While the state government has decided to subsidise a 20% cut in power tariffs for consumers in Maharashtra, electricity users in Mumbai are unlikely to get such relief.
Senior state government officials admitted that the various paradigms and legal boundaries in which the power sector in Mumbai operated made it difficult for the state to go in for a similar tariff reduction in India's commercial capital.
The presence of multiple discoms has made the implementation of a uniform power tariff a difficult task. While the Brihanmumbai Electric Supply and Transport (BEST) supplies power from Colaba to Mahim and Sion in the island city, Reliance Infrastructure (RInfra) caters to suburban Mumbai and Mira-Bhayender. The Tata Power Company (TPC) supplies power to bulk and some retail consumers. Meanwhile, the Maharashtra State Electricity Distribution Company Limited (MahaVitaran) supplies electricity to consumers in parts of the eastern suburbs like Mulund and Bhandup.
The decision of the erstwhile Arvind Kejriwal government in Delhi to cut tariffs by 50% for households consuming up to 400 units every month and the Maharashtra government's decision led to similar demands from elected representatives in Mumbai. The issue was also raised in the state cabinet.
"Apart from BEST, the other two distribution companies are private utilities. In case of MahaVitaran, the subsidy is given by the government to another government body and, hence, these funds stay within the system. Moreover, there are CAG audits and systems to verify this," said a senior state government official.
The official added that if a subsidy is given to a private company, then it is difficult to verify whether it has gone to the right person and whether it was used for the purpose it was intended. "This depends on the private utility's certification," he said. Finance department sources, too, said while it was comparatively easy for the government to subsidise another government body, subsidies to private sector firms carried several grey areas.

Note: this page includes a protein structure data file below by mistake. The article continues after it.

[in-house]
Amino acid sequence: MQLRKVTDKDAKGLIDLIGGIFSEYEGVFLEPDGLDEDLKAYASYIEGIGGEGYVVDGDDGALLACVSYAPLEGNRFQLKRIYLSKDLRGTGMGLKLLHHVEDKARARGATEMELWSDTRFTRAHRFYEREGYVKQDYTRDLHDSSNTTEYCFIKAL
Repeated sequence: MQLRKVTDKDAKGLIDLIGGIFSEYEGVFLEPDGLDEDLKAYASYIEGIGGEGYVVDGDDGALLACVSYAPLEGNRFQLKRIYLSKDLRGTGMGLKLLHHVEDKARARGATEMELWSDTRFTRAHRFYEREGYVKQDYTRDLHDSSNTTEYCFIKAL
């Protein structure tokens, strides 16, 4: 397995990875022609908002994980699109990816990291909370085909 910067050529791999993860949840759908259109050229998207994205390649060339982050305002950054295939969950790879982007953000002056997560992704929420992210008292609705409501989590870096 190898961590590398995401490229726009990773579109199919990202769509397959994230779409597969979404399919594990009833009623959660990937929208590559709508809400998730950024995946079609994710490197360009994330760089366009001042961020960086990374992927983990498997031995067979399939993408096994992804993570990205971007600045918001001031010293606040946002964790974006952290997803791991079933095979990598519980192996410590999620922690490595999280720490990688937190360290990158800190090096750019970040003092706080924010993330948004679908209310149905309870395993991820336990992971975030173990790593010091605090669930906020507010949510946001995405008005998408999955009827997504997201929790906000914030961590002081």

"The power tariffs in Mumbai are largely lower than in Maharashtra. Why should people staying in affluent localities in Mumbai get power at cheaper rates than people in Yavatmal, the most suicide-prone district in Maharashtra?" the official said.
While MahaVitaran charged domestic users consuming less than 100 units Rs4.16 per unit (cut to Rs3.36 later), variable charges for the category in Mumbai are Rs3.93, Rs2.13 and Rs3 for RInfra, TPC and BEST (including transport loss), respectively.
"This is because Maharashtra has a heavy agricultural consumer base, public water supply schemes, streetlights and power looms which get power at subsidised rates. Network costs are high in rural and forested areas," the official said.
"Above all, tariff setting is done through a judicial process and after public hearings by the regulator," he said, adding that consumers were free to challenge the orders in the Appellate Tribunal for Electricity (APTEL) and the Supreme Court. The official said reforms in the electricity sector had led to a shift in tariff fixation powers from the political executive to the regulators and turning the clock back could be harmful.
"The power sector is perhaps the only industry where audited accounts are publicly available," the official said, adding that hence, pricing was relatively transparent.
"Around 10% of the BEST's annual revenue requirement (ARR) is used to subsidise the losses of the transport division. If you are subsidising anyone, then why should anyone subsidise you?" the official questioned, adding that the BEST's subsidy extended to buses which went beyond its distribution area.